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Oct 04th
Home Sections Literature and Fourth Estate How Filipinos Are Enriching Foreign Languages and their Adopted Country’s Cultural DNA
How Filipinos Are Enriching Foreign Languages and their Adopted Country’s Cultural DNA PDF Print E-mail
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Sections - Literature and Fourth Estate
Thursday, 23 August 2007 05:05

Part One of an Occasional Series


Dr. Eddie AAA Calderon of Minneapolis, Minnesota, started a discussion group, the collective inputs of which are posted also in some e-forums like the NaFFAA_forum and the Botomo.

A very interesting thread dubbed the "Philippine Influence Overseas" (PIO) is now the current topic. A Chicago-based participant, Ms. Lourdes Ceballos, wrote: "Aside from 'Filipinizing' these newly-arrived foreign styles of culture, the Philippines itself as host country must have influenced the manners of the foreigners, thereby contributing to the travelers' ways and to world culture in general. Particularly now that our OFWs are spread throughout the continents, one can imagine how the savor and smell of bagoong (sautéed shrimp paste), Philippine adobo (chicken and/or pork cooked in vinegar and spices) or sinigang (Filipino equivalent of stew) must be winning the hearts and appetites of hundreds of nations."

Dr. Calderon answered Ms. Ceballos by posting: "Yes Lourdes, the
RP has also brought its culture to many countries where the Filipinos have dwelt. Consider the fact that the word ‘Boondocks’ which is common here in the USA, Australia and other Anglo-Saxon countries have been adopted by them. Also our Maria-Clara dresses have also become popular abroad; so are our Adobo recipe and other Philippine cuisine. These are just few examples."

This writer commented in the online forum: "Thank you, Dr. Eddie, for your observation. But it is not only the word, ‘boondocks, which the Western World has adopted. At least in the United States, everybody uses ‘Manila envelope’ to mean the brown envelopes.
Google has the historical background why it became so. Then there is the ‘Manila clam,’ which you can order at the seafood restaurants in Santa Monica pier in Southern CA. ‘Manila clam’ is just the American term for the ‘tulya’ variety of clams used to be edible and readily available along the shores of Manila Bay (before it became so polluted). Of course, there is also the ‘Manila hemp,’ which Americans and Westerners used wrongly in calling the abaca fiber. The abaca does not belong to the hemp family but to the banana species. And I still own the domain name,, although a Filipino agriculturist pointed out to me its wrong connotation in science. So, I decided that it was not worth turning the domain name into a web site.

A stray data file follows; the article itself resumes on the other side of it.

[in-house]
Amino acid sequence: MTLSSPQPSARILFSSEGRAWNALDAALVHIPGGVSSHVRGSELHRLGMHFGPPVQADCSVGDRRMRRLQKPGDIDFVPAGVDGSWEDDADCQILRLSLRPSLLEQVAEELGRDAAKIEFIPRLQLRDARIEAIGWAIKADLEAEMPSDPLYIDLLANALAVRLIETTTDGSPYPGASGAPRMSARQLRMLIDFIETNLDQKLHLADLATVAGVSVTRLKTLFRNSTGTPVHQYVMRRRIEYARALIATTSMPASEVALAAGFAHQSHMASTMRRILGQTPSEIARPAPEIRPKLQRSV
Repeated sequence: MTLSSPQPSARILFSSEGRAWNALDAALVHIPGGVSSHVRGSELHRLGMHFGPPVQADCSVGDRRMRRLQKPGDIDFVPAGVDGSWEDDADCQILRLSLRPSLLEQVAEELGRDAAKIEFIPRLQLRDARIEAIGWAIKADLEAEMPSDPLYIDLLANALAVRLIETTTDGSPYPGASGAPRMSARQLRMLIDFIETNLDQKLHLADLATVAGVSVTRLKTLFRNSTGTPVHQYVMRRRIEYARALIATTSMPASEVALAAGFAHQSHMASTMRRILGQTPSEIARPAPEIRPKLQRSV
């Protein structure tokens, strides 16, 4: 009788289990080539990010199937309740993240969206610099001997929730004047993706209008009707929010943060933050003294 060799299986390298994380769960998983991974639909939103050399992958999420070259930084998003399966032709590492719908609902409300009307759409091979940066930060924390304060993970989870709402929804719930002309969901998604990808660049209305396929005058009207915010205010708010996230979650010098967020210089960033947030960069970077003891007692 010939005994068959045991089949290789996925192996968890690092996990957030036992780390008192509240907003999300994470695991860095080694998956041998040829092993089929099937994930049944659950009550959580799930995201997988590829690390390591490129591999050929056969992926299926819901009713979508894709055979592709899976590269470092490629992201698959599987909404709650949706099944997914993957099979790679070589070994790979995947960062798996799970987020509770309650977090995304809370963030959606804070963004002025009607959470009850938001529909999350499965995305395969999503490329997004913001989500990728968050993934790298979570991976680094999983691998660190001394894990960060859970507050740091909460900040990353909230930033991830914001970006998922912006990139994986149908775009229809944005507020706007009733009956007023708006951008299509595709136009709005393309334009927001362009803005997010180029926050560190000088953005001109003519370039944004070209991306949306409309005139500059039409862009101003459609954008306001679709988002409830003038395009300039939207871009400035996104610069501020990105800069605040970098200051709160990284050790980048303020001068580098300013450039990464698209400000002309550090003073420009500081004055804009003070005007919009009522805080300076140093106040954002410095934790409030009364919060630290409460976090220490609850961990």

"And as a Filipino, I may have a verifiable claim of inventing one word that is now in use in the English language. The word is ‘
Yimby,’ which I came up in 1997 as the antonym of ‘NIMBY’ (‘Not in my backyard’). The proof that I was the first to coin it and use it? I was the first to register the domain name, ‘’ In fact, I registered also ‘’ and ‘’ but I gave them up as it was costing me $35 per domain name per year. I still hold the right to ‘’ as computer experts say that the is the most-valuable domain name of all. Of course I came up also with the, which we published until the webmaster, Bill Saunders, died."

No doubt Overseas Filipinos, especially Overseas-Filipino workers (OFWs), will have an impact in enriching the languages and the cultural DNA of the countries where they have migrated to or are working. This is especially true in the cases of the tens of thousands of Filipino maids. This means that many of the future leaders of countries in the Middle East, Asia, Europe, the United States and Canada would grow up with nannies coming from the Philippines. Perhaps the special bonds that the future generations of foreign leaders would have a positive impact in the relations between their countries and the Philippines.

(To be continued . . .)


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Last Updated on Monday, 17 September 2007 14:18

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